Tadpoles: 6–12 Weeks Old

This is the equivalent of the awkward, adolescent stage for a frog. While it still lives in water, its body is preparing for life on land. At this stage they often still have a tail, although shorter, along with hind legs. 

During this in-between stage their diet turns more omnivorous. These tadpoles continue eating algae and decaying plants but start adding small insects and bugs to their diet.

If you’re keeping tadpoles at home, they should have the same type of diet they would in their natural habitat. Aim to feed them algae and decaying plants if possible, but boiled lettuce, spinach, and broccoli are also acceptable.


Once the tadpole’s gills are gone, it can no longer live in the water. At this stage, it’s considered a froglet. 

For the most part, it will look like a frog but may have a bit of its tail left. Now that the froglet is living on land, its diet switches to being fully carnivorous. At this stage, frogs eat bugs, fish, and other frogs. As they are still young, their prey is a lot smaller than that of an adult frog. 

Adult Frogs

Frogs go through a significant metamorphosis before they get to this phase. The tadpole tail disappears and is replaced by legs. Lungs are  replaced by gills, and frogs can no longer breathe in the water.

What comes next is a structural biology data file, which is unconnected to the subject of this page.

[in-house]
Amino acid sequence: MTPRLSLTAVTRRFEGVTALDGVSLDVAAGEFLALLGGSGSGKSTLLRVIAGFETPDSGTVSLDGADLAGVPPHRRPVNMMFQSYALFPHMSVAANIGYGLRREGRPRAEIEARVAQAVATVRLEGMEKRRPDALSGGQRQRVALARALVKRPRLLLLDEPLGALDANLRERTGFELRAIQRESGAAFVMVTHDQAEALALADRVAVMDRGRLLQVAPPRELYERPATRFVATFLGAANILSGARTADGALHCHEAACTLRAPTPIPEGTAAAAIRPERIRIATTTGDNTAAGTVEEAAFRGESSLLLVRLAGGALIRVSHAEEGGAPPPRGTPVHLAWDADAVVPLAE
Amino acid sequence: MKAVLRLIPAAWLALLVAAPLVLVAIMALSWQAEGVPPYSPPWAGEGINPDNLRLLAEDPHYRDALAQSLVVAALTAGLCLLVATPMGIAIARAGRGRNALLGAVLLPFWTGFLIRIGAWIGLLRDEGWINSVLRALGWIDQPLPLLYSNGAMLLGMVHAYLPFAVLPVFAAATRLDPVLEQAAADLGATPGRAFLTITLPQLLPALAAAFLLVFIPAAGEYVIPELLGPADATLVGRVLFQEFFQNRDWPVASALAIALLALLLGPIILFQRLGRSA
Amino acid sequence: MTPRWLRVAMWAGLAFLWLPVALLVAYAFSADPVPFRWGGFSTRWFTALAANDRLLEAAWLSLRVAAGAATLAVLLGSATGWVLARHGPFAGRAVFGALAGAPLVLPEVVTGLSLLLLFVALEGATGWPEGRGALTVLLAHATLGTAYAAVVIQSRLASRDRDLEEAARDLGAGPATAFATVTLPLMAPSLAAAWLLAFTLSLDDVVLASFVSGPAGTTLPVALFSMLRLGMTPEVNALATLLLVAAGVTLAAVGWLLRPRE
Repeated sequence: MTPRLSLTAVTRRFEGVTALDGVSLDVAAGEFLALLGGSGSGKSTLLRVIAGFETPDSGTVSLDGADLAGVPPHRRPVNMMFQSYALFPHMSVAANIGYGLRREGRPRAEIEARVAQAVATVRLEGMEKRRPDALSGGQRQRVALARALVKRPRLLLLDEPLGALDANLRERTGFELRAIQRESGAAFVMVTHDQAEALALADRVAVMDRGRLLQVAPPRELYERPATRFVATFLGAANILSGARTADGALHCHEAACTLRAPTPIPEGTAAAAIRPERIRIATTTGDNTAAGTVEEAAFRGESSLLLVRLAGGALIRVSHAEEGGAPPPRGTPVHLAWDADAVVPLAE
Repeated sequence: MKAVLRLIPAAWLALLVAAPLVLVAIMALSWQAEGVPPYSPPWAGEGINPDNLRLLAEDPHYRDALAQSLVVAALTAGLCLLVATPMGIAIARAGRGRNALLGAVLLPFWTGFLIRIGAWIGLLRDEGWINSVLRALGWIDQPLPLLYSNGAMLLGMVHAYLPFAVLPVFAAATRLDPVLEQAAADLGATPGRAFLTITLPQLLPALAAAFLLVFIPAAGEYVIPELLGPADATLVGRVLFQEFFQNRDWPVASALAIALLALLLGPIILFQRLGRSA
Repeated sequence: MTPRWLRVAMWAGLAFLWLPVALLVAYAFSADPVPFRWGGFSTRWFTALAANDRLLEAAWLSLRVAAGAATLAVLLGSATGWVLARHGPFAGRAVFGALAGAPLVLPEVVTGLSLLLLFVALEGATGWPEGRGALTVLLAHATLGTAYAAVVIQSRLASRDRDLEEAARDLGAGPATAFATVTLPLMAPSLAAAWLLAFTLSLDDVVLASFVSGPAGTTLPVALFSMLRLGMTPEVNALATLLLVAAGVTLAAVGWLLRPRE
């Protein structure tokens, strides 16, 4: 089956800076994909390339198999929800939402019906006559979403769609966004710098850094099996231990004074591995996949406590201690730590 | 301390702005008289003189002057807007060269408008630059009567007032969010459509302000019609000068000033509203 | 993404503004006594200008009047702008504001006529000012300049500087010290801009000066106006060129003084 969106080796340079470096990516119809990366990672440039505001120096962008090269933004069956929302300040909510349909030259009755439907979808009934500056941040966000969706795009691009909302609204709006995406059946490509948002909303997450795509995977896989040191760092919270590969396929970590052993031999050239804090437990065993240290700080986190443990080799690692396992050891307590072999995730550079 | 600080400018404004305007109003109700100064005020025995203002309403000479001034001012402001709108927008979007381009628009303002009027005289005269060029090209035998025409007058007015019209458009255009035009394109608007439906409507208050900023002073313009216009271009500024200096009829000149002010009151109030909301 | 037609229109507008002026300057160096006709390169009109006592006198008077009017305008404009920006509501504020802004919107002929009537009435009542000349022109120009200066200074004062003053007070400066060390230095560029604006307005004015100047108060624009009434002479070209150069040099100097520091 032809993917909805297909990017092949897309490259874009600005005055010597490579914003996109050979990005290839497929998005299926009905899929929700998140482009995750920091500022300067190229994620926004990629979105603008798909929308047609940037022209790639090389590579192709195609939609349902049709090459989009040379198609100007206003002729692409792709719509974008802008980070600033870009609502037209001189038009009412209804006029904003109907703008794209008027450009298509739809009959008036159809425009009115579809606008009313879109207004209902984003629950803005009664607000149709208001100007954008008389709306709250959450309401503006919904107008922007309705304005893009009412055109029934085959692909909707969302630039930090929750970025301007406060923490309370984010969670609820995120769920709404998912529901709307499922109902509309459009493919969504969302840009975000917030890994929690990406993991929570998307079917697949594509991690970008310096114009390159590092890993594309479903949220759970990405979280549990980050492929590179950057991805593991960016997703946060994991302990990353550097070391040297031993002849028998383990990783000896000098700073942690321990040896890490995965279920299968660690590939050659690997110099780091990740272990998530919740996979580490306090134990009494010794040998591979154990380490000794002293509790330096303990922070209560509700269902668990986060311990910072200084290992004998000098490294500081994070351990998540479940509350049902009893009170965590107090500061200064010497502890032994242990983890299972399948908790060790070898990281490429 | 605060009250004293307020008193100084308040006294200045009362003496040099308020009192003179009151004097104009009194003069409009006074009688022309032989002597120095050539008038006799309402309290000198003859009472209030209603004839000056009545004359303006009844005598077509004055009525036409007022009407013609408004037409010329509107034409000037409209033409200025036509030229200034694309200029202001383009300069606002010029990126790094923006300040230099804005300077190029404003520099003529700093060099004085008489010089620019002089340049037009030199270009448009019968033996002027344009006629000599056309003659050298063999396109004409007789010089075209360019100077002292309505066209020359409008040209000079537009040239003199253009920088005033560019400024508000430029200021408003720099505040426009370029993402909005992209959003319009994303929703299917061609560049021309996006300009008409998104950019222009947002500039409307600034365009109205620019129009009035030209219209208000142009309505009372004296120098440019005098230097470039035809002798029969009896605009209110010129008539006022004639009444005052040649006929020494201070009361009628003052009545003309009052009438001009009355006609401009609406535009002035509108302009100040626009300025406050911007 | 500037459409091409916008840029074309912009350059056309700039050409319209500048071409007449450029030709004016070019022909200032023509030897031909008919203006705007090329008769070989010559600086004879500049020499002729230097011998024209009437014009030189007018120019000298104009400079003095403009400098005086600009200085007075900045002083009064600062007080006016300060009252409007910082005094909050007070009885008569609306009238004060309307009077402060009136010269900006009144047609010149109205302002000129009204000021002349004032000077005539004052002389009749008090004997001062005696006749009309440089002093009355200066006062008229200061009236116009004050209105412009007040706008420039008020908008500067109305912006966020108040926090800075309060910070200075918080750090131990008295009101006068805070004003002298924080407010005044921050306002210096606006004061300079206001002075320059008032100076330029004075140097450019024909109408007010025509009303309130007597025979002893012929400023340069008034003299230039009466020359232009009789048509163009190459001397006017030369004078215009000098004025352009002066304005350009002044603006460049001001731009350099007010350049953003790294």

Their digestive system has changed to accommodate their new diet. Tiny teeth used to eat plants are now gone in favor of new muscles that allow it to catch its prey.

As mentioned above, frogs are obligate carnivores. They catch their own food and prefer to eat it while it’s still alive. As an adult, they’ll eat larger versions of what they ate as a tadpole. This could include even birds, small mammals, and other frogs.

If frogs are kept as pets, their diet should be similar to what they would eat in the wild. They can be fed insects and worms, but their prey must be offered alive as frogs detest eating dead food.

Pet-owners may try “gut loading” the food to boost their frog’s nutrition. This involves feeding the insects certain nutrients a few hours before feeding them to your frog. This practice will give your frog additional nutrients that they may not be able to directly ingest.

When keeping a frog as a pet, it’s also crucial to consider the type of frog you have when choosing its food. For example, a poison dart frog prefers small bugs, while an American bullfrog eats spiders and small mice. Different species of frogs will also eat at different frequencies, so make sure you do your research before bringing your new friend home.


Frogs can eat a variety of foods, but popcorn isn’t one of them. Popcorn doesn’t offer frogs the protein and nutrients their body needs and can be dangerous for their health in the long run. Instead, stick to their preferred diet so you can keep your frog well-fed and happy.

Additional Information On Animals Eating Popcorn

Are you curious about what animals can eat popcorn? Click here for an animal overview or click on an animal below to find out specific details: